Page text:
Sunday, January 2, 2022
Epiphany of the Lord—Solemnity
January 6, or the first Sunday after January 1
Depending upon the practice of your local diocese or territory
On entering the house they saw the child with Mary his mother. They prostrated themselves and did him homage. Then they opened their treasures and offered him gifts of gold, frankincense, and myrrh. Matthew 2:11
“Epiphany” means manifestation. And the “Epiphany of the Lord” is Jesus’ manifestation not only to these three Magi from the East, but it’s also a symbolic but real manifestation of the Christ to the whole world. These Magi, traveling from a foreign and non-Jewish nation, reveal that Jesus came for all people and all are called to adore Him.
These Magi were “wise men” who studied the stars and were aware of the Jewish belief that a Messiah was coming. They would have been versed in much of the wisdom of the day and would have been intrigued by the Jewish belief in the Messiah.
God used what they were familiar with to call them to adore the Christ. He used a star. They understood the stars and when they saw this new and unique star over Bethlehem they realized that something special was happening. So the first lesson we take from this for our own lives is that God will use what is familiar to us to call us to Himself. Look for the “star” that God is using to call you. It’s closer than you may think.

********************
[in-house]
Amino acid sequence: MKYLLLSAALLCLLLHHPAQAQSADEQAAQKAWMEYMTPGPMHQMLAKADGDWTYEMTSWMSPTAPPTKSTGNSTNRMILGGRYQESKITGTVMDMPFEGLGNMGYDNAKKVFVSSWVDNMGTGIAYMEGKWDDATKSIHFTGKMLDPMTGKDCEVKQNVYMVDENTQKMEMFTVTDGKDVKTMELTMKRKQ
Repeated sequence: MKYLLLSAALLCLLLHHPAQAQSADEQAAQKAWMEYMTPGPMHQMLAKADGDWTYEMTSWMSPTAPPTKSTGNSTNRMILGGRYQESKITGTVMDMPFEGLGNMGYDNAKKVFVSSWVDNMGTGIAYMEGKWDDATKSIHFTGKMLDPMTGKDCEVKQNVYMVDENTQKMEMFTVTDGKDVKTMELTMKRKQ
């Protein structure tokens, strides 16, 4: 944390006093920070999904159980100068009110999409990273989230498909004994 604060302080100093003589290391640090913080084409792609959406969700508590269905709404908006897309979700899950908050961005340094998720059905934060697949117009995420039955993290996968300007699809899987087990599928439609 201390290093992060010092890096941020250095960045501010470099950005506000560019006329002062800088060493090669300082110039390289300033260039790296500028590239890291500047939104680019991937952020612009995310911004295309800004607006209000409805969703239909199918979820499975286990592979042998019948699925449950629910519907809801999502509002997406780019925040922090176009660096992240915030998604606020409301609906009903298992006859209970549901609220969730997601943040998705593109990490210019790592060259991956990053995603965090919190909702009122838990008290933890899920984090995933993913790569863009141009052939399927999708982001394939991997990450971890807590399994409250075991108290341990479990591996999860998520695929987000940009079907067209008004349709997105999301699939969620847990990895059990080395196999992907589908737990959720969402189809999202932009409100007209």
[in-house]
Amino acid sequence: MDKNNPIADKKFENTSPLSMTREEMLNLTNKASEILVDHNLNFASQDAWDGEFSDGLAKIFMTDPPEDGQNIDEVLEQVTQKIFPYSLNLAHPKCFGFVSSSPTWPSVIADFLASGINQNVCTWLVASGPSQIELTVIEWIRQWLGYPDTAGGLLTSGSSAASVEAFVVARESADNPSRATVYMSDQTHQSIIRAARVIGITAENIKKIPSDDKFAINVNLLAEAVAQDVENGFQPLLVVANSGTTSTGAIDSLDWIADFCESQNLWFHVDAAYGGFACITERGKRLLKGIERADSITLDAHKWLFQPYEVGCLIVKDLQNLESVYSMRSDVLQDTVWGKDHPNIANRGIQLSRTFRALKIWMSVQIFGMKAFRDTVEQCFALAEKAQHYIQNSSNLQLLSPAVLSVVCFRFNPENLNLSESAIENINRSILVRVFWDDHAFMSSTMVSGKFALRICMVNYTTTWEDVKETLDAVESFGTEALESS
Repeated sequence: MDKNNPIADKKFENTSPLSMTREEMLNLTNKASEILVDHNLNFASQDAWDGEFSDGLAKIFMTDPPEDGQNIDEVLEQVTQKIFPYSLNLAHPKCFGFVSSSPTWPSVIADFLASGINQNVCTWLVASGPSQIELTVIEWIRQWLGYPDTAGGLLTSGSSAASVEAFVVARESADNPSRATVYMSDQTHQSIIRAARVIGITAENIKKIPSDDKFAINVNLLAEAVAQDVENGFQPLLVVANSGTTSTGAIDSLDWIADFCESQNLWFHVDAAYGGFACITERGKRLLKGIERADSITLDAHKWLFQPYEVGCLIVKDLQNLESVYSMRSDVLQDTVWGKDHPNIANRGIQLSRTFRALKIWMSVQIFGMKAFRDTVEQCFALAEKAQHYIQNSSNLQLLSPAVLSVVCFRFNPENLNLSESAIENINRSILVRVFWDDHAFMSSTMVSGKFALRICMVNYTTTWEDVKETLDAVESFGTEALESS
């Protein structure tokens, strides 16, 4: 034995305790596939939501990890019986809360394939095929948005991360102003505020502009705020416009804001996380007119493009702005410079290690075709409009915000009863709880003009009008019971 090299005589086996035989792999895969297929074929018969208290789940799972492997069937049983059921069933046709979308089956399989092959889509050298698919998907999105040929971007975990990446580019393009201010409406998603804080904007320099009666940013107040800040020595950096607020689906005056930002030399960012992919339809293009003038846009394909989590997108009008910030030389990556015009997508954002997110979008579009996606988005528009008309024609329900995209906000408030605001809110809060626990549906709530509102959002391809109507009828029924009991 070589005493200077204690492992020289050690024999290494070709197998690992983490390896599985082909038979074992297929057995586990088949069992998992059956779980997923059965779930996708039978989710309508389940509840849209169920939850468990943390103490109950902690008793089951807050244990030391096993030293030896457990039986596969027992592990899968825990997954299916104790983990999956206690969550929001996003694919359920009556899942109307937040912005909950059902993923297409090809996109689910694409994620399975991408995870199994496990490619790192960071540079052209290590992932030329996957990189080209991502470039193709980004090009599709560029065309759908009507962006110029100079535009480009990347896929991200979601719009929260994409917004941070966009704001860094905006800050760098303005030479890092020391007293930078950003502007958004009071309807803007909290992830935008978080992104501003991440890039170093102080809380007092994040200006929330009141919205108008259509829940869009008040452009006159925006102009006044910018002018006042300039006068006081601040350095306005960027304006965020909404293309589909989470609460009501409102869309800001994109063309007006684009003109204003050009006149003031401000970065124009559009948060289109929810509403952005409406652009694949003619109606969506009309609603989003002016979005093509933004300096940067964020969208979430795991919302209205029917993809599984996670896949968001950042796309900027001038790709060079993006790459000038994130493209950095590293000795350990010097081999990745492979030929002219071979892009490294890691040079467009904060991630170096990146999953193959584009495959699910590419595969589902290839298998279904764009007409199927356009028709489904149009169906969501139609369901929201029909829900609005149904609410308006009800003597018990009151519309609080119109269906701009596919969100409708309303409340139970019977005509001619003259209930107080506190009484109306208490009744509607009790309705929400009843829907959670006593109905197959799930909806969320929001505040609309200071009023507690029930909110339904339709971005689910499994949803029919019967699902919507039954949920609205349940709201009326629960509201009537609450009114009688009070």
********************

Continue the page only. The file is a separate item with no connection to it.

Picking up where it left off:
A second thing to note is that the Magi fell prostrate before the Christ Child. They laid their lives down before Him in complete surrender and adoration. They set a perfect example for us. If these astrologers from a foreign land could come and adore Christ in such a profound way, we must do the same. Perhaps you could try literally lying down prostrate in prayer this day, in imitation of the Magi, or at least do so in your heart through prayer. Adore Him with a complete surrender of your life.
Lastly, the Magi bring gold, frankincense, and myrrh. These three gifts, presented to our Lord, show that they acknowledged this Child as the Divine King who would die to save us from sin. Gold is for a King, frankincense is a burnt offering to God, and myrrh is used for one who would die. Thus, their adoration is grounded in the truths of who this Child is. If we are to adore Christ properly, we must also honor Him in this threefold way.
Reflect, today, upon these Magi and see them as a symbol of what you are called to do. You are called from the foreign place of this world to seek out the Messiah. What is God using to call you to Himself? When you discover Him, do not hesitate to acknowledge the full truth of who He is, lying prostrate before Him in complete and humble submission.
Lord, I love You and adore You. I lay my life before You and surrender all. You are my Divine King and Savior. My life is Yours. (Pray three times and then prostrate yourself before the Lord) Jesus, I trust in You.
Further Reading – Epiphany of the Lord—Solemnity
Saint of the Day – Saints Basil the Great and Gregory Nazianzen, Bishops and Doctors
Not celebrated as a liturgical memorial this year since it falls on Sunday
Featured image above: The Magi By Henry Siddons Mowbray, via Wikimedia Commons
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